Primates process visual information in front of their eyes, similar to pixels in a digital camera, using small computing units located in the visual cortex of their brains. In order to understand the origins of our visual abilities, scientists at the University of Geneva (UNIGE), in collaboration with the Max Planck Institute in Göttingen and the National Museum of Natural History in Paris, have now investigated whether these computational units scale across the large differences in size between primates.

You might have observed plants competing for sunlight -- the way they stretch upwards and outwards to block each other's access to the sun's rays -- but out of sight, another type of competition is happening underground. In the same way that you might change the way you forage for free snacks in the break room when your colleagues are present, plants change their use of underground resources when they're planted alongside other plants.

A fleet of new-generation, deep-diving ocean robots will be deployed in the Southern Ocean, in a major study of how marine life acts as a handbrake on global warming.

The automated probes will be looking for 'marine snow', which is the name given to the shower of dead algae and carbon-rich organic particles that sinks from upper waters to the deep ocean.

Sailing from Hobart on Friday, twenty researchers aboard CSIRO's RV Investigator hope to capture the most detailed picture yet of how marine life in the Southern Ocean captures and stores carbon from the atmosphere.

A new tool combining traditional pathology with machine learning could predict which breast cancer patients actually need surgery. The technology, reported in the November issue of American Journal of Physiology -- Cell Physiology (vol. 319: C910-C921; https://doi.org/10.1152/ajpcell.00280.2020), could spare women from unnecessary treatments, reduce medical expenses, and lead to a new generation of drugs to stop breast cancer recurrences.

More than a dozen drugs are known to treat symptoms such as hallucinations, erratic behaviors, disordered thinking and emotional extremes associated with schizophrenia, bipolar disorder and other severe mental illnesses. But, drug treatments specifically able to target the learning, memory and concentration problems that may accompany such disorders remain elusive.

As medical research progresses, traditional treatment protocols are being rapidly exhausted. New approaches to treat diseases that do not respond to conventional drugs are the need of the hour. In search for these approaches, science has turned to a wide range of potential answers, including artificial nucleic acids. Artificial or xeno nucleic acids are similar to naturally occurring nucleic acids (think DNA and RNA) -- but are produced entirely in the laboratory.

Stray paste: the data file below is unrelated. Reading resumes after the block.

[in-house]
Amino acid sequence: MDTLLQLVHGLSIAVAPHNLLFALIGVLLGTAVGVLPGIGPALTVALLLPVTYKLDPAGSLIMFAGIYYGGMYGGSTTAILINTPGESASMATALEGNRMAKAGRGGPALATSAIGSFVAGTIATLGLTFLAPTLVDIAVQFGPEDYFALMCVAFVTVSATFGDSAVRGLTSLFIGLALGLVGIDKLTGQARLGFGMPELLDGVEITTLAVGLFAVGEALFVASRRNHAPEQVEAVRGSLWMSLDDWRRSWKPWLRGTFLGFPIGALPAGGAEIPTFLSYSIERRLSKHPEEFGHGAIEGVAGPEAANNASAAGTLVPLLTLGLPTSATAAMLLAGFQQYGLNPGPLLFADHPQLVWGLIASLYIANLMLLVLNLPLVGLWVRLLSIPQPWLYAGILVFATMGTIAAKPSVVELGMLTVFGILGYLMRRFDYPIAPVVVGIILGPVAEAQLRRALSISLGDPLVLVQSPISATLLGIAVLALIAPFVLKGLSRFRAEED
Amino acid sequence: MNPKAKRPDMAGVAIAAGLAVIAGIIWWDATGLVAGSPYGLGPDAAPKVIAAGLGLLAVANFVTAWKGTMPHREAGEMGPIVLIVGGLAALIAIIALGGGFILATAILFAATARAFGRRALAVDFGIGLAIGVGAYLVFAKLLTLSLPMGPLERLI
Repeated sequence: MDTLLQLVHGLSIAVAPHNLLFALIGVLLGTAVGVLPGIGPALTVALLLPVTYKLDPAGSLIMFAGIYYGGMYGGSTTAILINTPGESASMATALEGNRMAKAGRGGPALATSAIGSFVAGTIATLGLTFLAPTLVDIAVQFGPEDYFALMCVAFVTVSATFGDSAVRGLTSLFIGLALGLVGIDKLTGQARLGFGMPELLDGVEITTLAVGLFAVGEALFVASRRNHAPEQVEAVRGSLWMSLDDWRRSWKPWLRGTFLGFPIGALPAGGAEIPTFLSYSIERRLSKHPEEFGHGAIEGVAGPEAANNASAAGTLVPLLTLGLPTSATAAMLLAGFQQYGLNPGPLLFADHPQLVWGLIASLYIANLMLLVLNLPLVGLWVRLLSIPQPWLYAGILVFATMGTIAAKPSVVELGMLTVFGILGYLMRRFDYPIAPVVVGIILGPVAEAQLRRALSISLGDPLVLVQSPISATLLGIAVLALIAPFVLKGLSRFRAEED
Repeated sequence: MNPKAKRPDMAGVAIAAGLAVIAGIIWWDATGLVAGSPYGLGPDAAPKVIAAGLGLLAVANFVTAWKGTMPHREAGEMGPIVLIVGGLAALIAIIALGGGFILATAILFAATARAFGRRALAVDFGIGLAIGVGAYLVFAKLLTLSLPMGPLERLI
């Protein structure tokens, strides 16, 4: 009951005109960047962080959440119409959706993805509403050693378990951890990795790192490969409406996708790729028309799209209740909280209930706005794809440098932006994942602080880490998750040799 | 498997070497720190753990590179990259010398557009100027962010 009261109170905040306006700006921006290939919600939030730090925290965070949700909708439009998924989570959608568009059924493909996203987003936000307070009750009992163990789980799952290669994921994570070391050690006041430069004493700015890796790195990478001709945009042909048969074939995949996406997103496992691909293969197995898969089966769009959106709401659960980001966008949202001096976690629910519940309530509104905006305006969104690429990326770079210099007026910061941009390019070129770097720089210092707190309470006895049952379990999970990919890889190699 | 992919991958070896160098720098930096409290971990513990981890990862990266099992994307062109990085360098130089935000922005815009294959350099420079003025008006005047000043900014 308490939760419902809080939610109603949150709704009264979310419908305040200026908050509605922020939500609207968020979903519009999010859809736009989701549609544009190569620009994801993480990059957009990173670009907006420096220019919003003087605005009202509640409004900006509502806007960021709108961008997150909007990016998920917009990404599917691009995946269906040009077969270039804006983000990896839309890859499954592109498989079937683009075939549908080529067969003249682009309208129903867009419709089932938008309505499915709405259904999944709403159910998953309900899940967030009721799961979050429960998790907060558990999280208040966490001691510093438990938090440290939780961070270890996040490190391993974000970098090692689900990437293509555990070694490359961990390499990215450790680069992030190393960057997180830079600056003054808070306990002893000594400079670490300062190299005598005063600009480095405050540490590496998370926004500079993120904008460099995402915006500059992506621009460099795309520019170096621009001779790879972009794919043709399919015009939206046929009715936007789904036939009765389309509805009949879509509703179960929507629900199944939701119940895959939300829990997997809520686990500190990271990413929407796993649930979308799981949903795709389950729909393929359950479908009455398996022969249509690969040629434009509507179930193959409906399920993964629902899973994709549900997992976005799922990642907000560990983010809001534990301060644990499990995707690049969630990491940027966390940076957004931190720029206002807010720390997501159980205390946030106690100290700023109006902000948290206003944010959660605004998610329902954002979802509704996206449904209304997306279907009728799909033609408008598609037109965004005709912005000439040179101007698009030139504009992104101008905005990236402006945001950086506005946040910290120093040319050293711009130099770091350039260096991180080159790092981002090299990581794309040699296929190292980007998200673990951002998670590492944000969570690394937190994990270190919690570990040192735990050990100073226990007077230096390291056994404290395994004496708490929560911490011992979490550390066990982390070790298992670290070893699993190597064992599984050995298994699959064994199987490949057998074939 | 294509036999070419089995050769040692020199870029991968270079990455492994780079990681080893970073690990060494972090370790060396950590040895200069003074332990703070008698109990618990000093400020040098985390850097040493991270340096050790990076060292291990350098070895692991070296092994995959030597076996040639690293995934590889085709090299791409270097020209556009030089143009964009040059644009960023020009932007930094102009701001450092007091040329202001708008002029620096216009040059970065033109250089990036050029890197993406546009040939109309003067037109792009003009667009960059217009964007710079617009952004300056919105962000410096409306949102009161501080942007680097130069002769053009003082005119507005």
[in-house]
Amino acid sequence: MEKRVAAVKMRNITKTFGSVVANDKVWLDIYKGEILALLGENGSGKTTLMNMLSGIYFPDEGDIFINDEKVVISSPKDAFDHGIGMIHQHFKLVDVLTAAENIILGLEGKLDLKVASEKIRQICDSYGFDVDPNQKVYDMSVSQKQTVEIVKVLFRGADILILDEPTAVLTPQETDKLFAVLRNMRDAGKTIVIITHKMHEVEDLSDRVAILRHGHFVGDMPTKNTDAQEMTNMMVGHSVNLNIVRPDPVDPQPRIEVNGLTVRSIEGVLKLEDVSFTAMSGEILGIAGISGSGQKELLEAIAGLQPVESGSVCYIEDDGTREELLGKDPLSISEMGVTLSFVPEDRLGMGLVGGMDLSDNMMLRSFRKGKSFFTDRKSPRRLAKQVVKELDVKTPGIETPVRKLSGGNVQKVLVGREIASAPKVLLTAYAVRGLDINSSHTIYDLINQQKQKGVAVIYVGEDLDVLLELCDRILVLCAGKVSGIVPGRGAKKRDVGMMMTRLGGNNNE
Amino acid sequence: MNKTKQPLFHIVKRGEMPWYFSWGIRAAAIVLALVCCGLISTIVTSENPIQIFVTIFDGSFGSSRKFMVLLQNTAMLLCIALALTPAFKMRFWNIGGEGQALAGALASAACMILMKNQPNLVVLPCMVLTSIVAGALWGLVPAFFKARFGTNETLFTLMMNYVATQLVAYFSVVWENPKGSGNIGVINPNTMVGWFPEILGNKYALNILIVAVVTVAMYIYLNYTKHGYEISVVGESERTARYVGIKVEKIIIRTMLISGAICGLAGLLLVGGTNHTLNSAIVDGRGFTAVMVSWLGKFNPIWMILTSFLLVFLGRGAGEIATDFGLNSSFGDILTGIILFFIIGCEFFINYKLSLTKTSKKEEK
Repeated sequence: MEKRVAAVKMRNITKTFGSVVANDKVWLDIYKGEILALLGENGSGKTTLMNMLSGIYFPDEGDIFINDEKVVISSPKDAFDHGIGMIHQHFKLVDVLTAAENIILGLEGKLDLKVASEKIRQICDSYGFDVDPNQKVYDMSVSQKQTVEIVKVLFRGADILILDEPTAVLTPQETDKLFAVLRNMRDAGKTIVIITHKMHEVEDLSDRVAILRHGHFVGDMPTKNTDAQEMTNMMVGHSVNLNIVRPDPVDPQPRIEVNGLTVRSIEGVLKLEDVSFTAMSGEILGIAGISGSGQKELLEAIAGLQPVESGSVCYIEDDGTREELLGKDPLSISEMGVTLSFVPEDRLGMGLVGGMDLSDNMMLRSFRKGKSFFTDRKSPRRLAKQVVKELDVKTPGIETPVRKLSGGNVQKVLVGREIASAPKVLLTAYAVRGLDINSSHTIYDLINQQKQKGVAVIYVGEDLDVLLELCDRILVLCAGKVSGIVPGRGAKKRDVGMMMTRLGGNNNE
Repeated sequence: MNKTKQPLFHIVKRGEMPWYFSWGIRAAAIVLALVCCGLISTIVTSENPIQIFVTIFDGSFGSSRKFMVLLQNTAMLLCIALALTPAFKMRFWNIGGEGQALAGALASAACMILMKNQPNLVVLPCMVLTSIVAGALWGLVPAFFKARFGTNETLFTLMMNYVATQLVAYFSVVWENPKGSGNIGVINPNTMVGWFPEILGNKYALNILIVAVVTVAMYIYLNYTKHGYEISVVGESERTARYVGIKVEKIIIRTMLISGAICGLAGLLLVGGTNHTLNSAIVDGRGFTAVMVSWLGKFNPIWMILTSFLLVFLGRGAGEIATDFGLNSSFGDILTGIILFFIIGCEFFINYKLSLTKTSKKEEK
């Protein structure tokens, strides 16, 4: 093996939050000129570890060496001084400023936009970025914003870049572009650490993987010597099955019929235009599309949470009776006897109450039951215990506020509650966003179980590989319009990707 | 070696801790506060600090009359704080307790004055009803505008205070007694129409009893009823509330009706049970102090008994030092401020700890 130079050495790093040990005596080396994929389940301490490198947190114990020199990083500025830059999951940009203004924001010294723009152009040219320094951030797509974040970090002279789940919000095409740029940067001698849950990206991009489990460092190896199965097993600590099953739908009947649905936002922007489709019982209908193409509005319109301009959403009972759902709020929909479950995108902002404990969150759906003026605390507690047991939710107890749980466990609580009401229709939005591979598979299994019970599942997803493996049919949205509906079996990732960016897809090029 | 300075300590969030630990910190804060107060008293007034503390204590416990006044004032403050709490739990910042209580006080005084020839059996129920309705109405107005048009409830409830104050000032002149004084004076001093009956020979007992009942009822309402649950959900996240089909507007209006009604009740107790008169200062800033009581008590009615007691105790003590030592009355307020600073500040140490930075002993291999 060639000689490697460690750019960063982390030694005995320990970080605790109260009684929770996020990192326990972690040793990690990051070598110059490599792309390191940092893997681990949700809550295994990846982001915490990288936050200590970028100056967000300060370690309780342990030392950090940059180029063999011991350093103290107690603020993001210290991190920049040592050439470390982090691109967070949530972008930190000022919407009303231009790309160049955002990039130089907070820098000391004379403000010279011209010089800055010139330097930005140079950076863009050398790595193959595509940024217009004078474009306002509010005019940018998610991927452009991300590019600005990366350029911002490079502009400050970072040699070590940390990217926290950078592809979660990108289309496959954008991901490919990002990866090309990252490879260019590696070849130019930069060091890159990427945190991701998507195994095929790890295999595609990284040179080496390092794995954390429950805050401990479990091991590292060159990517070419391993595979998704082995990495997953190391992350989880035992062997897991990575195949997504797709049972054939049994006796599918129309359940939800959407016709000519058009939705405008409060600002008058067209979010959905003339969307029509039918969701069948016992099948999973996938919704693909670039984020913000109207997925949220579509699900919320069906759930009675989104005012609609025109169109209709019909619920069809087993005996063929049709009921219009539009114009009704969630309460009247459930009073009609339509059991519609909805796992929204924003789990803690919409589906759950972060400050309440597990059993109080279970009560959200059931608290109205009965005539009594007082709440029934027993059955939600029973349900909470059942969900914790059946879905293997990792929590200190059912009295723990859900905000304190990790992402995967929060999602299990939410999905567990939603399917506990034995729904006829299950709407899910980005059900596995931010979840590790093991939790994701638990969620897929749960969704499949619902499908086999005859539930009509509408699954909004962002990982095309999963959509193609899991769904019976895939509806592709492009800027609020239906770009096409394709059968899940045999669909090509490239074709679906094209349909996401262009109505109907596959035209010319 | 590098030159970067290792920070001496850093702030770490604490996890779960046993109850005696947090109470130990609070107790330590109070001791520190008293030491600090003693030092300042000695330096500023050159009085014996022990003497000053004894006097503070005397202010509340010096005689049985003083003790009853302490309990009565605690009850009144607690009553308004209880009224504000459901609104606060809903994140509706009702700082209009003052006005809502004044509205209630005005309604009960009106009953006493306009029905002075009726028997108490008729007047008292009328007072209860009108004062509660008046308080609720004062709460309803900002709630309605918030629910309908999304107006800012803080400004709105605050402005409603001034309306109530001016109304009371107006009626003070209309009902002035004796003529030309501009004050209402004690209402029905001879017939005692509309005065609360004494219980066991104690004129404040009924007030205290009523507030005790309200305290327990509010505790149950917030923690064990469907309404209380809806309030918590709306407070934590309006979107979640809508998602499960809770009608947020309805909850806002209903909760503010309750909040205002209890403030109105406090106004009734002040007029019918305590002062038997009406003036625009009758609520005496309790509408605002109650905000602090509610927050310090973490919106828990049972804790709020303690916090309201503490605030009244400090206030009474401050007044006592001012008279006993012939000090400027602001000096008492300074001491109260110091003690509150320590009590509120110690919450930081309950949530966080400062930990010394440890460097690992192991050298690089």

New Curtin University research has found southern Australian long-finned pilot whales are able to mimic the calls of its natural predator and food rival - the killer whale, as a possible ploy to outsmart it.

The study is the first published research analysing the calls of long-finned pilot whales in the Southern Hemisphere, which were recorded in the Great Australian Bight, off WA and SA, between 2013 and 2017.

A team of scientists from Hokkaido University has suggested that marimo maintain their characteristic spherical shape due to the rarity of the formation of reproductive cells.

The Bolson tortoise (Bolson Gopherus flavomarginatus) is the largest land reptile in North America. It lives mainly in dry areas, in particular, in the Chihuahua desert in northern Mexico. In recent decades, its numbers have fallen by 50%, driving the International Union for Conservation of Nature to include it on its red list and it has been classified as endangered. Land tortoises are prone to suffering from a wide range of diseases that can deplete their numbers even more, therefore understanding potential pathogenic organisms could help in advancing conservation strategies.

Leesburg, VA, December 3, 2020--According to an article in ARRS' American Journal of Roentgenology (AJR), a prototype 16-channel head Adaptive Image Receive (AIR) radiofrequency coil from GE Healthcare outperformed a conventional 8-channel head coil for in vivo whole-brain imaging, though it did not perform as well as a conventional 32-channel head coil.